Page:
Wednesday, March 07, 2007
The Bopper has left the building ... again
In every exhumation, there's a tense moment just before the casket lid is raised. What's inside? How has the natural process of decay reshaped this human?
It was no different Tuesday at the exhumation and autopsy of J.P. "The Big Bopper" Richardson, a native Beaumont son who grew up to be one of rock 'n' roll's earliest stars and one of it's earliest tragedies. He died on Feb. 3, 1959, in a plane crash that also killed Buddy Holly and Ritchie Valens.
Some 48 years later, during the process of moving his remains to a more visible new grave in Forest Lawn Cemetery, the Bopper's only son asked renowned forensic anthropologist Dr. Bill Bass to examine his dad's corpse and offer an opinion on the cause of his death. You see, over the years, wacky conspiracy theories have arisen about gunplay on the plane and the possibvility that the Bopper died while trying to go for help after the crash.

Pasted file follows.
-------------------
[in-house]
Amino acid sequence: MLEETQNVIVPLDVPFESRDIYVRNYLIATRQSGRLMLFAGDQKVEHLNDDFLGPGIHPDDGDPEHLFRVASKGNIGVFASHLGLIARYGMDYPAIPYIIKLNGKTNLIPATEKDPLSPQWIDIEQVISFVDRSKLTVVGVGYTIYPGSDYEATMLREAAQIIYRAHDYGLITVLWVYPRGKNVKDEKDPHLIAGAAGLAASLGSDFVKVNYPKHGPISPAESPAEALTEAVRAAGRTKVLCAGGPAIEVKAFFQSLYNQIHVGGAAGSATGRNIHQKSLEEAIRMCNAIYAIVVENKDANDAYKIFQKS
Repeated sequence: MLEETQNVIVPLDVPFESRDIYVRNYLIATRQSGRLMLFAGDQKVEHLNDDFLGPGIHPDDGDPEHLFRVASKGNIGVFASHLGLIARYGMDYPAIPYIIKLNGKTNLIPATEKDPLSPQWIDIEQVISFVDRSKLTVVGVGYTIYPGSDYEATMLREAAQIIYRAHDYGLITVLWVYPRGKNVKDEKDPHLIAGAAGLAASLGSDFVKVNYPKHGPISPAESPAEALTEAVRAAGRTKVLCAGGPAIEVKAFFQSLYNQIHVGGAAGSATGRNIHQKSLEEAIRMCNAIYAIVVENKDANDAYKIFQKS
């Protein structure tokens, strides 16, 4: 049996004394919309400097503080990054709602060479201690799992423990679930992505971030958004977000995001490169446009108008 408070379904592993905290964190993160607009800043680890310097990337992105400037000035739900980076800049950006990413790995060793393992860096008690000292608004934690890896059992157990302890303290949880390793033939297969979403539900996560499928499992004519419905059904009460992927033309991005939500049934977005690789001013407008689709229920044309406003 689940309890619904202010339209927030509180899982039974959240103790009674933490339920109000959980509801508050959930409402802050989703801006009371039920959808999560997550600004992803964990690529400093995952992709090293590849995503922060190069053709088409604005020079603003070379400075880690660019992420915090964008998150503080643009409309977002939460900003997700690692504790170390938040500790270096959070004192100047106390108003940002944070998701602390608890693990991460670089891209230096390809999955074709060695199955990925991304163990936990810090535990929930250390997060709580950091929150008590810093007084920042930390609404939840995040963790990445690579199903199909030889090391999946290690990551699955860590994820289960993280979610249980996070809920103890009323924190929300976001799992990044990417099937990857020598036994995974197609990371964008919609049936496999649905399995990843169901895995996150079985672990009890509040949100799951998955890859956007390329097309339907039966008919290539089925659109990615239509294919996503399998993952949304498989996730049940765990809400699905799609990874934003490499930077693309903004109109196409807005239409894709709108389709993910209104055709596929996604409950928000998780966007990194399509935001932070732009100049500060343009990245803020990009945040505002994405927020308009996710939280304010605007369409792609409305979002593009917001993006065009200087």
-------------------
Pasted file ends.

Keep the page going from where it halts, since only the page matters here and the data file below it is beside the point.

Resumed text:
The results of the autopsy were not surprising, but conclusive: The Big Bopper might have died instantly from a number of massive injuries, including a smashed skull, a broken neck and a crushed chest. Other injuries -- a shattered pelvis, broken back, and several compound fractures in his legs -- would have made surviving more than a few minutes unlikely. The poor man came undone in a thousand ways. There was no foul play.
But, again, what was in the casket when they opened it? Read my story in today's Beaumont Enterprise, and stay tuned for a deeper piece to come on Sunday.